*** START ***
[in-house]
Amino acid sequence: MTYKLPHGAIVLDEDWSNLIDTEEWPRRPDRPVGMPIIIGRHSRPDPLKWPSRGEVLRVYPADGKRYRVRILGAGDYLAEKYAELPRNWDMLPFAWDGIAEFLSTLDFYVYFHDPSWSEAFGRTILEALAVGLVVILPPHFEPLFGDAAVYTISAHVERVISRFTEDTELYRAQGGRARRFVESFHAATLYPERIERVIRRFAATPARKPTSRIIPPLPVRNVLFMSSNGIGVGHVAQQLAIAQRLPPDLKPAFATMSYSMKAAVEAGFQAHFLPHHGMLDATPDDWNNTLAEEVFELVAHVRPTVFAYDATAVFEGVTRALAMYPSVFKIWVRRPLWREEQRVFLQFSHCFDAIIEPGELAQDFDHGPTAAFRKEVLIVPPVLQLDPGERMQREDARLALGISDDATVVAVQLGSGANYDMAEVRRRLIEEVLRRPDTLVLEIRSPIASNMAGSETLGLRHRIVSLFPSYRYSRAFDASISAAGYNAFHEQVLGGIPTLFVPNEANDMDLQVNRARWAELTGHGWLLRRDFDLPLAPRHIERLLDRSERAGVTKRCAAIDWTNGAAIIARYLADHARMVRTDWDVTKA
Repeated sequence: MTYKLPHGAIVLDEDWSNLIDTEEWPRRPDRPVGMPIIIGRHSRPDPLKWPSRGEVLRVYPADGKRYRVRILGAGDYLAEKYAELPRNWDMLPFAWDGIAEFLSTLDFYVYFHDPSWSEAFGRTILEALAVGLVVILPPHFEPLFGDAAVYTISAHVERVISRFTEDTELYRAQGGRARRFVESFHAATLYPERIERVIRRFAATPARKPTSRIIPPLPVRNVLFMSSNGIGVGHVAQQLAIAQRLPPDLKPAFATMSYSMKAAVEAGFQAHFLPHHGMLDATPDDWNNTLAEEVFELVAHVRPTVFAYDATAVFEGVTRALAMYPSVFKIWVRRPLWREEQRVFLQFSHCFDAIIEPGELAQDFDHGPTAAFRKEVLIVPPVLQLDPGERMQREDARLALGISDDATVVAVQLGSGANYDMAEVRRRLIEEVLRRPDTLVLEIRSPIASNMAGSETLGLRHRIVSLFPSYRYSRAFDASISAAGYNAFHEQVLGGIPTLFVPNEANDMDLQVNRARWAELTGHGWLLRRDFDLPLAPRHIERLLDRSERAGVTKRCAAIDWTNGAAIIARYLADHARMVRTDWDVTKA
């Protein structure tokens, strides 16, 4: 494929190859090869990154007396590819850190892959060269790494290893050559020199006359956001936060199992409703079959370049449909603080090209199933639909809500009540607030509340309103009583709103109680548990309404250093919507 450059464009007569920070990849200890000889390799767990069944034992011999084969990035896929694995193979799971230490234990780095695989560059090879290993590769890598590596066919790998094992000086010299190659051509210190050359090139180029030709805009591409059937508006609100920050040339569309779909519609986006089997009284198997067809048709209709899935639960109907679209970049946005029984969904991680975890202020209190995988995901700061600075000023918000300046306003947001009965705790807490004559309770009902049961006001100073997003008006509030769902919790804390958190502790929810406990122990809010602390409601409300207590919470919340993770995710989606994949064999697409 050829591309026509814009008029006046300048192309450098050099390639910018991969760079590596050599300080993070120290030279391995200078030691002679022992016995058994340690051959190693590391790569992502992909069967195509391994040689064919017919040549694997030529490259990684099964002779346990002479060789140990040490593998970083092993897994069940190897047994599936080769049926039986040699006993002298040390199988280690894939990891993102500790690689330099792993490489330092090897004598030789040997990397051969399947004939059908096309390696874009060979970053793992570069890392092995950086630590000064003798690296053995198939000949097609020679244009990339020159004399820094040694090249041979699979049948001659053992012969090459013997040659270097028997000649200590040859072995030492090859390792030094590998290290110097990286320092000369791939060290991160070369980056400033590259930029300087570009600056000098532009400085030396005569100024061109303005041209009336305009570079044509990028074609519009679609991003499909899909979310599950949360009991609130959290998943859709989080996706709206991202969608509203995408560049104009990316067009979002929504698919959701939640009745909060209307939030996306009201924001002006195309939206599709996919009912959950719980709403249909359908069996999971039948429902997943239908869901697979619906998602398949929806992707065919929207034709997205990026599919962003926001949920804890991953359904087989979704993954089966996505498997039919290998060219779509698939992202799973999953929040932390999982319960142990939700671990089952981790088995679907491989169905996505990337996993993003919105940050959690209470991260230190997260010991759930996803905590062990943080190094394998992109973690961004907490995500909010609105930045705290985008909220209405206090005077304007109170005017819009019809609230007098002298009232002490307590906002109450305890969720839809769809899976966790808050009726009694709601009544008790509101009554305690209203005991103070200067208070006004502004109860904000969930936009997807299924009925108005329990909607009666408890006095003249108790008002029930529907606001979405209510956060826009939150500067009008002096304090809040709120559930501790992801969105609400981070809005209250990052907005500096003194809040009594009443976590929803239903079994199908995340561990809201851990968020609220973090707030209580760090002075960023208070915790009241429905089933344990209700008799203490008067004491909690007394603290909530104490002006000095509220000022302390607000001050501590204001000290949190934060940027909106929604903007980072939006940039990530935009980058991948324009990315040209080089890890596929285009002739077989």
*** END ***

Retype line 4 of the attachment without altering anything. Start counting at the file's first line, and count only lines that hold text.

């Protein structure tokens, strides 16, 4: 494929190859090869990154007396590819850190892959060269790494290893050559020199006359956001936060199992409703079959370049449909603080090209199933639909809500009540607030509340309103009583709103109680548990309404250093919507 450059464009007569920070990849200890000889390799767990069944034992011999084969990035896929694995193979799971230490234990780095695989560059090879290993590769890598590596066919790998094992000086010299190659051509210190050359090139180029030709805009591409059937508006609100920050040339569309779909519609986006089997009284198997067809048709209709899935639960109907679209970049946005029984969904991680975890202020209190995988995901700061600075000023918000300046306003947001009965705790807490004559309770009902049961006001100073997003008006509030769902919790804390958190502790929810406990122990809010602390409601409300207590919470919340993770995710989606994949064999697409 050829591309026509814009008029006046300048192309450098050099390639910018991969760079590596050599300080993070120290030279391995200078030691002679022992016995058994340690051959190693590391790569992502992909069967195509391994040689064919017919040549694997030529490259990684099964002779346990002479060789140990040490593998970083092993897994069940190897047994599936080769049926039986040699006993002298040390199988280690894939990891993102500790690689330099792993490489330092090897004598030789040997990397051969399947004939059908096309390696874009060979970053793992570069890392092995950086630590000064003798690296053995198939000949097609020679244009990339020159004399820094040694090249041979699979049948001659053992012969090459013997040659270097028997000649200590040859072995030492090859390792030094590998290290110097990286320092000369791939060290991160070369980056400033590259930029300087570009600056000098532009400085030396005569100024061109303005041209009336305009570079044509990028074609519009679609991003499909899909979310599950949360009991609130959290998943859709989080996706709206991202969608509203995408560049104009990316067009979002929504698919959701939640009745909060209307939030996306009201924001002006195309939206599709996919009912959950719980709403249909359908069996999971039948429902997943239908869901697979619906998602398949929806992707065919929207034709997205990026599919962003926001949920804890991953359904087989979704993954089966996505498997039919290998060219779509698939992202799973999953929040932390999982319960142990939700671990089952981790088995679907491989169905996505990337996993993003919105940050959690209470991260230190997260010991759930996803905590062990943080190094394998992109973690961004907490995500909010609105930045705290985008909220209405206090005077304007109170005017819009019809609230007098002298009232002490307590906002109450305890969720839809769809899976966790808050009726009694709601009544008790509101009554305690209203005991103070200067208070006004502004109860904000969930936009997807299924009925108005329990909607009666408890006095003249108790008002029930529907606001979405209510956060826009939150500067009008002096304090809040709120559930501790992801969105609400981070809005209250990052907005500096003194809040009594009443976590929803239903079994199908995340561990809201851990968020609220973090707030209580760090002075960023208070915790009241429905089933344990209700008799203490008067004491909690007394603290909530104490002006000095509220000022302390607000001050501590204001000290949190934060940027909106929604903007980072939006940039990530935009980058991948324009990315040209080089890890596929285009002739077989």